A Futile Search for Answers at Virginia Tech Begins

On September 13, 2006, a troubled young man named Kimveer Gill opened fire students in Montreal’s Dawson College, killing a young woman named Anastasia De Sousa.

After police officers engaged him, he shot himself in the head. Another school shooting rampage had ended, and the search for answers – and the quest to assign blame – began.

Today we are back at the same tragic place. The terrible killings at Virginia Tech ended just hours ago, and already at least one “expert” is pointing to violent video games as the culprit, even though nothing is known about the shooter (or shooters) right now.

Violence on television, in film, and even on newscasts is also sure to be criticized once again, as the Ottawa Sun’s Michael Harris did in the aftermath of Dawson, writing that “Hollywood is an island floating on a pool of blood” and that the pertinent question for video game players considering committing violent acts is not “why”, but “why not?”

The gun industry will also come under increased scrutiny, although it has weathered these incidents many times before.

Some people are even arguing that if Virginia Tech was not a gun-free zone, that if students were allowed to carry weapons on campus, they would have been able to defend themselves and lives would have been saved.

And then there will be the endless examination of the perpetrator’s psyche, his past, his motivations, his upbringing or lack thereof, and all of the other countless factors that go into creating a human being.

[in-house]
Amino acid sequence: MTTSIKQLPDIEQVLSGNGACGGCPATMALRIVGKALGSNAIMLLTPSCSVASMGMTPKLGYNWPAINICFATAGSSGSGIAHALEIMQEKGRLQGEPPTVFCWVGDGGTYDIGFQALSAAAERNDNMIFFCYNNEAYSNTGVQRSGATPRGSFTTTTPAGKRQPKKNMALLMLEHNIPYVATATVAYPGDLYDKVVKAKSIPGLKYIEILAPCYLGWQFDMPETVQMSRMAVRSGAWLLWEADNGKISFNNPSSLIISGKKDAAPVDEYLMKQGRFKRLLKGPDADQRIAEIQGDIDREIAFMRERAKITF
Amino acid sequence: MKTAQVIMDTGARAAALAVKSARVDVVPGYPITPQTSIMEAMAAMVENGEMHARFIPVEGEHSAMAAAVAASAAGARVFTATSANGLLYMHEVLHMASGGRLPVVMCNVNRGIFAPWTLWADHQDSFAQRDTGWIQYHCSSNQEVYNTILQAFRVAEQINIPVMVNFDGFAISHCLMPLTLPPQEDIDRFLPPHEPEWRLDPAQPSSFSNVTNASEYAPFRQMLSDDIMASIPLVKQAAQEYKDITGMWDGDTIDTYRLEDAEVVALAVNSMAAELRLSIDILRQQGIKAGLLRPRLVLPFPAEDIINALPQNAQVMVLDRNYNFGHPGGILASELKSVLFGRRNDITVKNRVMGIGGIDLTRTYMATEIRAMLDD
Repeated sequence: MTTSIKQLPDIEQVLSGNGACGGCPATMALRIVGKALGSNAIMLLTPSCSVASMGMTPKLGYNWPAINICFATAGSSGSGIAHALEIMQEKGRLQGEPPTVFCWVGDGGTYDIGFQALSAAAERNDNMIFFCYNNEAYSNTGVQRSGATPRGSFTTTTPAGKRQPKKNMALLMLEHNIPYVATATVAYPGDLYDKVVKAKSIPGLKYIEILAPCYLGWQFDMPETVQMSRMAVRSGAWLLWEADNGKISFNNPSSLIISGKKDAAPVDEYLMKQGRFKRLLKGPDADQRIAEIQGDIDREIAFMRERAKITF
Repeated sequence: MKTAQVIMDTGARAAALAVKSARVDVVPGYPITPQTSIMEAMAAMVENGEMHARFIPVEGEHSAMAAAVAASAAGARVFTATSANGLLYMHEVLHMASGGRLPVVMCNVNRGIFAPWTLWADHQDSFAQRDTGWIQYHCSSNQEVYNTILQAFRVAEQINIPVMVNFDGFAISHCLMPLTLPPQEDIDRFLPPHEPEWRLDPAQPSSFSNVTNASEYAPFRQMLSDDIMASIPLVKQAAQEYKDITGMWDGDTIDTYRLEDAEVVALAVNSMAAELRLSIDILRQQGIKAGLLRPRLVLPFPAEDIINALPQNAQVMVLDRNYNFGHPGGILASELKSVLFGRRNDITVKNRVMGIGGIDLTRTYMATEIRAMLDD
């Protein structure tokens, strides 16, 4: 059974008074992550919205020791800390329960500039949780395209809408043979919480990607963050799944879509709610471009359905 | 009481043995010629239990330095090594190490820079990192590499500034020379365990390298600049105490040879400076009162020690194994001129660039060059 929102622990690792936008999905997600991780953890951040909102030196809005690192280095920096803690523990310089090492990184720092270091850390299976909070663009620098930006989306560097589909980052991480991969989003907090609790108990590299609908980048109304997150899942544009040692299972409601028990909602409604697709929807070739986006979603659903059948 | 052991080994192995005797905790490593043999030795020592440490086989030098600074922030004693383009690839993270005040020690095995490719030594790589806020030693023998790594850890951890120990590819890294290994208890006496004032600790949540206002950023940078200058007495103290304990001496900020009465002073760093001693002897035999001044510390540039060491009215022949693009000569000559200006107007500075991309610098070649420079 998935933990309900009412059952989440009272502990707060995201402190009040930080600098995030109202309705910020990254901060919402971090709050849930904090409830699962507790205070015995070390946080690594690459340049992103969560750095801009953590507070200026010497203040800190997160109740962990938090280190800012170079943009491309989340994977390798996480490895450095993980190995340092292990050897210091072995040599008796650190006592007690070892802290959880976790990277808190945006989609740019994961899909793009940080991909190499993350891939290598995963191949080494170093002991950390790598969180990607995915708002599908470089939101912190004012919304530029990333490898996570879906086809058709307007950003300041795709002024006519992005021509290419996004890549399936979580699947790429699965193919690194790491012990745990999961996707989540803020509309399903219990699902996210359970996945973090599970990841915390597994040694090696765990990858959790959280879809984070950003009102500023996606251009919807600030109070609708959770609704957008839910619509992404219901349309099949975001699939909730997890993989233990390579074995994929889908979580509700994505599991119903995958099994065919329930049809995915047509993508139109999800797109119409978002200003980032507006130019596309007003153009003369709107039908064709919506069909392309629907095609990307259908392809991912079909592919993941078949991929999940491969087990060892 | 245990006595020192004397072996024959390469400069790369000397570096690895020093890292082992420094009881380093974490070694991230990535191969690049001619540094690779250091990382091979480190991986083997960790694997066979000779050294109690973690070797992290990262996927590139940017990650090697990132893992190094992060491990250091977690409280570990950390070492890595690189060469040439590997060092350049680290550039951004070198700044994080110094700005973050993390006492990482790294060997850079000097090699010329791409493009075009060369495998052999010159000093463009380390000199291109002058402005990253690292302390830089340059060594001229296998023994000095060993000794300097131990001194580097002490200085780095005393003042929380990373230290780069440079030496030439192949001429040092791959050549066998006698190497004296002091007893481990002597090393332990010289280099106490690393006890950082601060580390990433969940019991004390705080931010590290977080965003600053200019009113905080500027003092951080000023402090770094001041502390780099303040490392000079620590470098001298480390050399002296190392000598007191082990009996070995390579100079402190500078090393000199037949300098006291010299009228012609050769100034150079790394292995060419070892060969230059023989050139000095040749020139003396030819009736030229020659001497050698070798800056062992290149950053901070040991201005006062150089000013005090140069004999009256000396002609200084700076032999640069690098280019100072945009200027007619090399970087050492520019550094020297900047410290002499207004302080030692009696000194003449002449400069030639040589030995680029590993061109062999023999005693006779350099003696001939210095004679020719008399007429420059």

In the end there will only be more questions. The friends and family of the victims will have those too, and they will also have a terrible measure of pain and loss.

Soon we will think as little of this event as we do about Anastasia now. And then it will happen all over again, because nothing will have changed much in the meantime.

Even if definite answers are found, established interests will prevent action from being taken. It’s a truism that every school shooting involves guns, but guns are a constitutionally-protected sacred cow in America, and Harper’s Conservatives are dismantling the long gun registry in Canada.

Measures to limit violent entertainment will be equally controversial. In fact, I can’t think of a single frequently-cited “reason” for these rampages that is likely to be implemented, or guaranteed to have success if it were.

Humans are imperfect and complex creatures. Human societies are even more imperfect and complex. People kill each other for a million different reasons, it seems.

If we were serious about fixing this problem, there’s really only one way to do it: take all of the best, most-cited, most reasonable and most likely to work ideas and implement them all at once.

Meanwhile, we should tell our loved ones how much we appreciate them, and renew our determination to do whatever it takes to make the world a bit of a better place.


Think Globally, Act Locally